Who’s in your Top Eight? Even though MySpace is basically obsolete (and I never had an account anyway, so it’s not like I ever had to deal with that), the social network has essentially been replaced by many accounts: Facebook, Twitter and Foursquare, among others.
Generation Y is unique in that we have grown up with the Internet as a household norm, and social media really emphasized that once we entered junior high and high school. It’s no question that social media plays a huge role in our everyday lives. But do classes in social media seem to be that necessary right now?
Some colleges think so. According to an article in USA Today, there are at least two universities that have developed MBA programs specializing in social media. Is that the new way of the world?
I don’t think it should be. Social media is still new. Even though it has been around for the latter half of our lives, it is still growing and developing. And I don’t think that the professors who are teaching these courses have the experience necessary for a productive class.
I mean no disrespect to these professors, but really, I can’t see how they are qualified to teach social media classes. They have had about the same amount of exposure to social media as we have as students. They don’t have over 20 years of research going in to the matter where they can lecture about what went wrong in the beginning and what went right. Social media is still developing. Even with Facebook developing hashtags a couple of months ago, and now the established “trending” list to show the top hashtags, it is apparent that these networks are constantly changing.
This same article stated that Ohio University is offering a social media certificate program, which focuses on critical thinking and understanding that the networks change. To me, this seems like a waste. Critical thinking should be applied in most college courses and should not be limited to this certificate program. Additionally, having a class that talks about how social media is changing seems like it will constantly need to update its materials. I understand that many courses have to be updated from semester to semester, when new discoveries are made in the field or new rules are established, but I feel like classes that work on understanding how social media is changing will constantly be a step behind. The changes are happening much faster than the semester curriculum would be able to adapt.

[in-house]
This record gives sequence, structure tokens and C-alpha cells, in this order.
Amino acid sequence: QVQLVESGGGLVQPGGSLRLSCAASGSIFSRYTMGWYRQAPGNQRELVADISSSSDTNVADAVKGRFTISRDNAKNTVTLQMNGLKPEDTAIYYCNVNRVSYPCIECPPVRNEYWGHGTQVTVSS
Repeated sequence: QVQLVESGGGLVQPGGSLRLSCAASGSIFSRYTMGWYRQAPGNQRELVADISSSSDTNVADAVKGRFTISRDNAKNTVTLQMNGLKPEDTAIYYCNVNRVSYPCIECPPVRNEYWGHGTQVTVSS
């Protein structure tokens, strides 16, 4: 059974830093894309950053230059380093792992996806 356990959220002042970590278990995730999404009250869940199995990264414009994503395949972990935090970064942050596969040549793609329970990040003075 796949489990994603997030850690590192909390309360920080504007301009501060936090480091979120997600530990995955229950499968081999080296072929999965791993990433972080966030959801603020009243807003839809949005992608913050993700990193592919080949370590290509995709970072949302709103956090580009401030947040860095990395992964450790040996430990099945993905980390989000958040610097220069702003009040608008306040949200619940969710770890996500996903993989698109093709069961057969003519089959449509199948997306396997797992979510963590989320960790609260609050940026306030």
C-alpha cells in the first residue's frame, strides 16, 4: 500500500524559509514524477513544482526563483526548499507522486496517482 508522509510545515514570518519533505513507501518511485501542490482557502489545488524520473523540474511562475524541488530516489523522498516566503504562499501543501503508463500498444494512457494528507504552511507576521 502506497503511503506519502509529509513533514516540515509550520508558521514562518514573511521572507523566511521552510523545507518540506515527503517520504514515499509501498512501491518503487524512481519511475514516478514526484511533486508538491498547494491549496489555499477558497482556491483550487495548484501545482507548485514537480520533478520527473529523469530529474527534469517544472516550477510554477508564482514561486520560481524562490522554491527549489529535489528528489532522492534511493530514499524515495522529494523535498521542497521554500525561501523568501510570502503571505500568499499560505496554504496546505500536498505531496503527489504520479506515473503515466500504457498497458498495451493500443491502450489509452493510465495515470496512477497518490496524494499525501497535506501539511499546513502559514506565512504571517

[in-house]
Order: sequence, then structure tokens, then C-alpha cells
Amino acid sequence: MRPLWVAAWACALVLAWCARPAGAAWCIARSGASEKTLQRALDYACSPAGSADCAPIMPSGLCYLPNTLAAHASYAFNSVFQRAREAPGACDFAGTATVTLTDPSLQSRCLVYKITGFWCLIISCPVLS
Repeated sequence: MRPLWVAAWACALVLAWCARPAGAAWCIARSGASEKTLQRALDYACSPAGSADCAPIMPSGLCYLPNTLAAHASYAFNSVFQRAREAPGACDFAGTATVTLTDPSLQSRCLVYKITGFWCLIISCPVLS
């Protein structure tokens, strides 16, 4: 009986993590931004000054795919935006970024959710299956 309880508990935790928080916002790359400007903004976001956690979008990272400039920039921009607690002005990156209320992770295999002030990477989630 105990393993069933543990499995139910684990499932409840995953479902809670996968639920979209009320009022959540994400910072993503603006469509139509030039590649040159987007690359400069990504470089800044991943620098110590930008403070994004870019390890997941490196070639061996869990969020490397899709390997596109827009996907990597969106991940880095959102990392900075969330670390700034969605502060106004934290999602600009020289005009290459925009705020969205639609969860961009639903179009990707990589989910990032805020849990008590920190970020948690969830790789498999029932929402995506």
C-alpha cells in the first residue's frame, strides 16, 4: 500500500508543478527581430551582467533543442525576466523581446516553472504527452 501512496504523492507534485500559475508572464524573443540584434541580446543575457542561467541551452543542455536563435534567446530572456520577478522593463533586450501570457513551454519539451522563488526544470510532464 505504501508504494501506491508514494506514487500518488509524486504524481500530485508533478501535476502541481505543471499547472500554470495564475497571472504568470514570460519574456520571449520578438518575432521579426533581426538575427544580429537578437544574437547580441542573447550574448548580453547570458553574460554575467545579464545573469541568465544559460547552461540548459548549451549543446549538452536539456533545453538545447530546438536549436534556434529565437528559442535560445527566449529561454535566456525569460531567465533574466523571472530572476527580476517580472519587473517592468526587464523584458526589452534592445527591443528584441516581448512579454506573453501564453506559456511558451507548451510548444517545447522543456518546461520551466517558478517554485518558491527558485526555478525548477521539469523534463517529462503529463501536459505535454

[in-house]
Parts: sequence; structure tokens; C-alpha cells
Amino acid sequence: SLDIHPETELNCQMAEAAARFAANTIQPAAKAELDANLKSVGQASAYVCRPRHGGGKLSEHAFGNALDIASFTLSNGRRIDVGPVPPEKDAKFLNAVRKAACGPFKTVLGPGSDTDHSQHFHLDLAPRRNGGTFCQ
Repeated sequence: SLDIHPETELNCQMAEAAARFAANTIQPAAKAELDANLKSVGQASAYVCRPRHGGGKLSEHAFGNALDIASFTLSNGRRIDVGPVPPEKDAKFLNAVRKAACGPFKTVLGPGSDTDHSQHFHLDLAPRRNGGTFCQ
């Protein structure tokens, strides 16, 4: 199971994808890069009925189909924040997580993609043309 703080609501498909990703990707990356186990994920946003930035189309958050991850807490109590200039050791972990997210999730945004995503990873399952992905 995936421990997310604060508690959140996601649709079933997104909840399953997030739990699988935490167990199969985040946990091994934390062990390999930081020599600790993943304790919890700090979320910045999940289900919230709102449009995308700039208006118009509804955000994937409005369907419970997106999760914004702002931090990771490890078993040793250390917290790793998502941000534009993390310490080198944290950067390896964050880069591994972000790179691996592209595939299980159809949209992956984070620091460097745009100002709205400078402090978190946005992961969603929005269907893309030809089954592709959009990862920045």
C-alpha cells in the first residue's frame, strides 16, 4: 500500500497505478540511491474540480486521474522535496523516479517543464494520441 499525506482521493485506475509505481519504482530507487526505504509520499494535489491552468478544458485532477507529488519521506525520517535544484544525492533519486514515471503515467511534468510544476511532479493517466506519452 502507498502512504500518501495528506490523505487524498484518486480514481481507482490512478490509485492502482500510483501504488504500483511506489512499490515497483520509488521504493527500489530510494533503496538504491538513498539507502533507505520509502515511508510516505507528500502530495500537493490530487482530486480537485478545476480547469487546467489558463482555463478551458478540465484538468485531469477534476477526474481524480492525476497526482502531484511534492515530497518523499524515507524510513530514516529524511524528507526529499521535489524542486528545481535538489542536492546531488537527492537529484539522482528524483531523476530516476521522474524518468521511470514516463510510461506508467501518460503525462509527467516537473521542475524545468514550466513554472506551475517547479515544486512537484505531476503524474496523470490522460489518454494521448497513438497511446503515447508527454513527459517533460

If anything, I could understand possibly having an introductory course on how to use social media professionally. Often, people use Facebook for staying in touch with friends and not as a professional tool. Twitter, on the other hand, can be used professionally very easily. However, having courses in how to make students’ profiles professionally appropriate seems partially like common sense. Don’t have pictures online that you would not want your parents or future employers to see. Basically, make that your rule of thumb for all posts online, even if you have privacy settings (which everyone should, at least to some degree). For these reasons, I say it could be an introductory course or at least an addition to some sort of freshman seminar class that most students are required to take when they first come to college.
Down the line, I could see social media classes being useful. When our generation is in its 40s (or maybe even its 30s), we could probably teach courses in social media usage since we will have been experienced for a number of years in using it and seeing the developments. But right now, there does not seem to be a difference in the levels of understanding between the professors and the students, so it seems like a waste of time, money and other resources, and I’m glad that Illinois State has not made adjustments in its curriculum to allow for such programs when there are other aspects to worry about first.
Grace Johnson is a senior English major and columnist for The Vidette. Any questions or comments regarding her column can be sent to firstname.lastname@example.org.